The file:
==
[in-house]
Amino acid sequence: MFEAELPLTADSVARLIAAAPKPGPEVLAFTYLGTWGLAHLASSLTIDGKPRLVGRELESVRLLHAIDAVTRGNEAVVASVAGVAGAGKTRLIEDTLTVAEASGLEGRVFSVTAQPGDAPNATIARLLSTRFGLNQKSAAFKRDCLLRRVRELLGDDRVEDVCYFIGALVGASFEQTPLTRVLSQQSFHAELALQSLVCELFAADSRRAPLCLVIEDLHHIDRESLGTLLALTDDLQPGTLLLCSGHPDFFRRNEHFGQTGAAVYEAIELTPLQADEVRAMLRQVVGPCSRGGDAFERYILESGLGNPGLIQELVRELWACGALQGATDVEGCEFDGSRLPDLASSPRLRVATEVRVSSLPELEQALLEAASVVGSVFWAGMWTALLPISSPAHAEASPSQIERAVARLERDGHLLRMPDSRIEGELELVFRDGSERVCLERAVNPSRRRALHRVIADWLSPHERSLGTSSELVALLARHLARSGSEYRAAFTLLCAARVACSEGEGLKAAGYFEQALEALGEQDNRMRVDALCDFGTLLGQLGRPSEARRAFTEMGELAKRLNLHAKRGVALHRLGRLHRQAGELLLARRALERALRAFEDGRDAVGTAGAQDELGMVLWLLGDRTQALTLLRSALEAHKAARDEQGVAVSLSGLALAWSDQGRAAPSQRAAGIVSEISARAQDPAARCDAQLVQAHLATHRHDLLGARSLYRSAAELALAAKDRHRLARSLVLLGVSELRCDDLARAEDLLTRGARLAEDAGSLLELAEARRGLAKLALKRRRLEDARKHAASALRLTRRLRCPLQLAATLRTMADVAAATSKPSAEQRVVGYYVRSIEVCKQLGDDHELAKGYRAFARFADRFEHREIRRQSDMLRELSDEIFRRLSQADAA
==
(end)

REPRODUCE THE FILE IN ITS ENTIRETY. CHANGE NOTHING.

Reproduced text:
[in-house]
Amino acid sequence: MFEAELPLTADSVARLIAAAPKPGPEVLAFTYLGTWGLAHLASSLTIDGKPRLVGRELESVRLLHAIDAVTRGNEAVVASVAGVAGAGKTRLIEDTLTVAEASGLEGRVFSVTAQPGDAPNATIARLLSTRFGLNQKSAAFKRDCLLRRVRELLGDDRVEDVCYFIGALVGASFEQTPLTRVLSQQSFHAELALQSLVCELFAADSRRAPLCLVIEDLHHIDRESLGTLLALTDDLQPGTLLLCSGHPDFFRRNEHFGQTGAAVYEAIELTPLQADEVRAMLRQVVGPCSRGGDAFERYILESGLGNPGLIQELVRELWACGALQGATDVEGCEFDGSRLPDLASSPRLRVATEVRVSSLPELEQALLEAASVVGSVFWAGMWTALLPISSPAHAEASPSQIERAVARLERDGHLLRMPDSRIEGELELVFRDGSERVCLERAVNPSRRRALHRVIADWLSPHERSLGTSSELVALLARHLARSGSEYRAAFTLLCAARVACSEGEGLKAAGYFEQALEALGEQDNRMRVDALCDFGTLLGQLGRPSEARRAFTEMGELAKRLNLHAKRGVALHRLGRLHRQAGELLLARRALERALRAFEDGRDAVGTAGAQDELGMVLWLLGDRTQALTLLRSALEAHKAARDEQGVAVSLSGLALAWSDQGRAAPSQRAAGIVSEISARAQDPAARCDAQLVQAHLATHRHDLLGARSLYRSAAELALAAKDRHRLARSLVLLGVSELRCDDLARAEDLLTRGARLAEDAGSLLELAEARRGLAKLALKRRRLEDARKHAASALRLTRRLRCPLQLAATLRTMADVAAATSKPSAEQRVVGYYVRSIEVCKQLGDDHELAKGYRAFARFADRFEHREIRRQSDMLRELSDEIFRRLSQADAA